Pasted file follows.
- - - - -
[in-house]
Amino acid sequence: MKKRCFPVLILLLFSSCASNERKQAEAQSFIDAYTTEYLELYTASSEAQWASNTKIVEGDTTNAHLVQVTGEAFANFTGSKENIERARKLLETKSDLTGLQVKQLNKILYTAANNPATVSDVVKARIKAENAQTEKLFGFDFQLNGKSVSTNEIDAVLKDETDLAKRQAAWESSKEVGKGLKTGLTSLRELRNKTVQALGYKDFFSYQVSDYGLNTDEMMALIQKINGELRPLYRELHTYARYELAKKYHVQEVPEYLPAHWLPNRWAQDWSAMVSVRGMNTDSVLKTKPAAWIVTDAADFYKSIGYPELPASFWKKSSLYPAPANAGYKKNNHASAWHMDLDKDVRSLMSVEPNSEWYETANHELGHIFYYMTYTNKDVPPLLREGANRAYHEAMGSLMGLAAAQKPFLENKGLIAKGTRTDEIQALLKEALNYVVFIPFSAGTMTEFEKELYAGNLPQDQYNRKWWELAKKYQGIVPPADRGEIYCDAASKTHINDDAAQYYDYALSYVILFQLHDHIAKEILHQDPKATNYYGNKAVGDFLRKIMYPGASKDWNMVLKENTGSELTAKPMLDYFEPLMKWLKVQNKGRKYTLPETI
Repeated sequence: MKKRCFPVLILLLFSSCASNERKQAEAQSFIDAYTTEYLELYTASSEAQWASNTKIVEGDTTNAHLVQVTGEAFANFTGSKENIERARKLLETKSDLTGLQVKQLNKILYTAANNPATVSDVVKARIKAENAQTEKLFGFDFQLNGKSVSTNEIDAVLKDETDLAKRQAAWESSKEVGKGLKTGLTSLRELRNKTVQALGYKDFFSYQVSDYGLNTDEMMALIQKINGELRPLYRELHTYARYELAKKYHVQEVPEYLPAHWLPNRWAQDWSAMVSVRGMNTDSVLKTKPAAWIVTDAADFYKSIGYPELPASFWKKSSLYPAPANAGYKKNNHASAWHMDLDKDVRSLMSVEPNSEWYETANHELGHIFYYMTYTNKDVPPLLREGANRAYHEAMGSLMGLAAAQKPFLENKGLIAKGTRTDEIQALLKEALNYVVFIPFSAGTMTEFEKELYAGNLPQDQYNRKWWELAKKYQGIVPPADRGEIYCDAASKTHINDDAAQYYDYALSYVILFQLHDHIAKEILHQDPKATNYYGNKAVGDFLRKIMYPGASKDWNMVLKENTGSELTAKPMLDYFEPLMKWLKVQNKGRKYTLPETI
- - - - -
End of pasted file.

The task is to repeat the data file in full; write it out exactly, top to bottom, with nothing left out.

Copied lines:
[in-house]
Amino acid sequence: MKKRCFPVLILLLFSSCASNERKQAEAQSFIDAYTTEYLELYTASSEAQWASNTKIVEGDTTNAHLVQVTGEAFANFTGSKENIERARKLLETKSDLTGLQVKQLNKILYTAANNPATVSDVVKARIKAENAQTEKLFGFDFQLNGKSVSTNEIDAVLKDETDLAKRQAAWESSKEVGKGLKTGLTSLRELRNKTVQALGYKDFFSYQVSDYGLNTDEMMALIQKINGELRPLYRELHTYARYELAKKYHVQEVPEYLPAHWLPNRWAQDWSAMVSVRGMNTDSVLKTKPAAWIVTDAADFYKSIGYPELPASFWKKSSLYPAPANAGYKKNNHASAWHMDLDKDVRSLMSVEPNSEWYETANHELGHIFYYMTYTNKDVPPLLREGANRAYHEAMGSLMGLAAAQKPFLENKGLIAKGTRTDEIQALLKEALNYVVFIPFSAGTMTEFEKELYAGNLPQDQYNRKWWELAKKYQGIVPPADRGEIYCDAASKTHINDDAAQYYDYALSYVILFQLHDHIAKEILHQDPKATNYYGNKAVGDFLRKIMYPGASKDWNMVLKENTGSELTAKPMLDYFEPLMKWLKVQNKGRKYTLPETI
Repeated sequence: MKKRCFPVLILLLFSSCASNERKQAEAQSFIDAYTTEYLELYTASSEAQWASNTKIVEGDTTNAHLVQVTGEAFANFTGSKENIERARKLLETKSDLTGLQVKQLNKILYTAANNPATVSDVVKARIKAENAQTEKLFGFDFQLNGKSVSTNEIDAVLKDETDLAKRQAAWESSKEVGKGLKTGLTSLRELRNKTVQALGYKDFFSYQVSDYGLNTDEMMALIQKINGELRPLYRELHTYARYELAKKYHVQEVPEYLPAHWLPNRWAQDWSAMVSVRGMNTDSVLKTKPAAWIVTDAADFYKSIGYPELPASFWKKSSLYPAPANAGYKKNNHASAWHMDLDKDVRSLMSVEPNSEWYETANHELGHIFYYMTYTNKDVPPLLREGANRAYHEAMGSLMGLAAAQKPFLENKGLIAKGTRTDEIQALLKEALNYVVFIPFSAGTMTEFEKELYAGNLPQDQYNRKWWELAKKYQGIVPPADRGEIYCDAASKTHINDDAAQYYDYALSYVILFQLHDHIAKEILHQDPKATNYYGNKAVGDFLRKIMYPGASKDWNMVLKENTGSELTAKPMLDYFEPLMKWLKVQNKGRKYTLPETI